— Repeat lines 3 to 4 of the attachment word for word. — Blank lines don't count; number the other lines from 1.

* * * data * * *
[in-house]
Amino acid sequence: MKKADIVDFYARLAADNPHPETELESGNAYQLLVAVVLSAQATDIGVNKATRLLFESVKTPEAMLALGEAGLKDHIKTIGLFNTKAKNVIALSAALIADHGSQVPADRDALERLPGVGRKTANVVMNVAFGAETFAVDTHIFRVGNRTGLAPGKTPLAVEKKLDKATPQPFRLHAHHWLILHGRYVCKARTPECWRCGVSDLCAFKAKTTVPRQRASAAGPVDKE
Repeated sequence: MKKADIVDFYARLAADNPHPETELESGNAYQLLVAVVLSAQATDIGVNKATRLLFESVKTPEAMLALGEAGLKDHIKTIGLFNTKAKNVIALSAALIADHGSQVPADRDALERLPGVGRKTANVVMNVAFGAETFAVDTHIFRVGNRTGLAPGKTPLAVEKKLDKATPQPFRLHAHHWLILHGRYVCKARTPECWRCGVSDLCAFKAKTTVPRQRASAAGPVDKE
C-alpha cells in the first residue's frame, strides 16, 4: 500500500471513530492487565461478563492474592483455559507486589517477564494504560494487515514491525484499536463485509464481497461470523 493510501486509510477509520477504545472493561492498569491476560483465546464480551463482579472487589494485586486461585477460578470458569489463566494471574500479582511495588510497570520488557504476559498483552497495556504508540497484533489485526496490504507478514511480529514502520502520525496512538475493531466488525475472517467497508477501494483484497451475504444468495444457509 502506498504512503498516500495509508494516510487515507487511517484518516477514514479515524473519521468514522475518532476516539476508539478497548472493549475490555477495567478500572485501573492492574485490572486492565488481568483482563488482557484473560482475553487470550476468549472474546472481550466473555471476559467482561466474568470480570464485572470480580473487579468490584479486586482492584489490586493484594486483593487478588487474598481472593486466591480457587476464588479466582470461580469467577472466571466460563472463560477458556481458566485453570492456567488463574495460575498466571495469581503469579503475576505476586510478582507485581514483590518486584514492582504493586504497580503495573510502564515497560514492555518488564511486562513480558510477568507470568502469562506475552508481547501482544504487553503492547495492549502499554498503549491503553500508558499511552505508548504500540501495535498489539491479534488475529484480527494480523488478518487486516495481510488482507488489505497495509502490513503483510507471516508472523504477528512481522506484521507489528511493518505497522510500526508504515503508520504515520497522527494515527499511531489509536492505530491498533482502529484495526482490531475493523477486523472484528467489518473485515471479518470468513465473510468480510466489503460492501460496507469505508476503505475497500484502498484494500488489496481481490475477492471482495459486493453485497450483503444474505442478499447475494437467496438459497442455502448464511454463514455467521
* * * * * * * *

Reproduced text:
Repeated sequence: MKKADIVDFYARLAADNPHPETELESGNAYQLLVAVVLSAQATDIGVNKATRLLFESVKTPEAMLALGEAGLKDHIKTIGLFNTKAKNVIALSAALIADHGSQVPADRDALERLPGVGRKTANVVMNVAFGAETFAVDTHIFRVGNRTGLAPGKTPLAVEKKLDKATPQPFRLHAHHWLILHGRYVCKARTPECWRCGVSDLCAFKAKTTVPRQRASAAGPVDKE
C-alpha cells in the first residue's frame, strides 16, 4: 500500500471513530492487565461478563492474592483455559507486589517477564494504560494487515514491525484499536463485509464481497461470523 493510501486509510477509520477504545472493561492498569491476560483465546464480551463482579472487589494485586486461585477460578470458569489463566494471574500479582511495588510497570520488557504476559498483552497495556504508540497484533489485526496490504507478514511480529514502520502520525496512538475493531466488525475472517467497508477501494483484497451475504444468495444457509 502506498504512503498516500495509508494516510487515507487511517484518516477514514479515524473519521468514522475518532476516539476508539478497548472493549475490555477495567478500572485501573492492574485490572486492565488481568483482563488482557484473560482475553487470550476468549472474546472481550466473555471476559467482561466474568470480570464485572470480580473487579468490584479486586482492584489490586493484594486483593487478588487474598481472593486466591480457587476464588479466582470461580469467577472466571466460563472463560477458556481458566485453570492456567488463574495460575498466571495469581503469579503475576505476586510478582507485581514483590518486584514492582504493586504497580503495573510502564515497560514492555518488564511486562513480558510477568507470568502469562506475552508481547501482544504487553503492547495492549502499554498503549491503553500508558499511552505508548504500540501495535498489539491479534488475529484480527494480523488478518487486516495481510488482507488489505497495509502490513503483510507471516508472523504477528512481522506484521507489528511493518505497522510500526508504515503508520504515520497522527494515527499511531489509536492505530491498533482502529484495526482490531475493523477486523472484528467489518473485515471479518470468513465473510468480510466489503460492501460496507469505508476503505475497500484502498484494500488489496481481490475477492471482495459486493453485497450483503444474505442478499447475494437467496438459497442455502448464511454463514455467521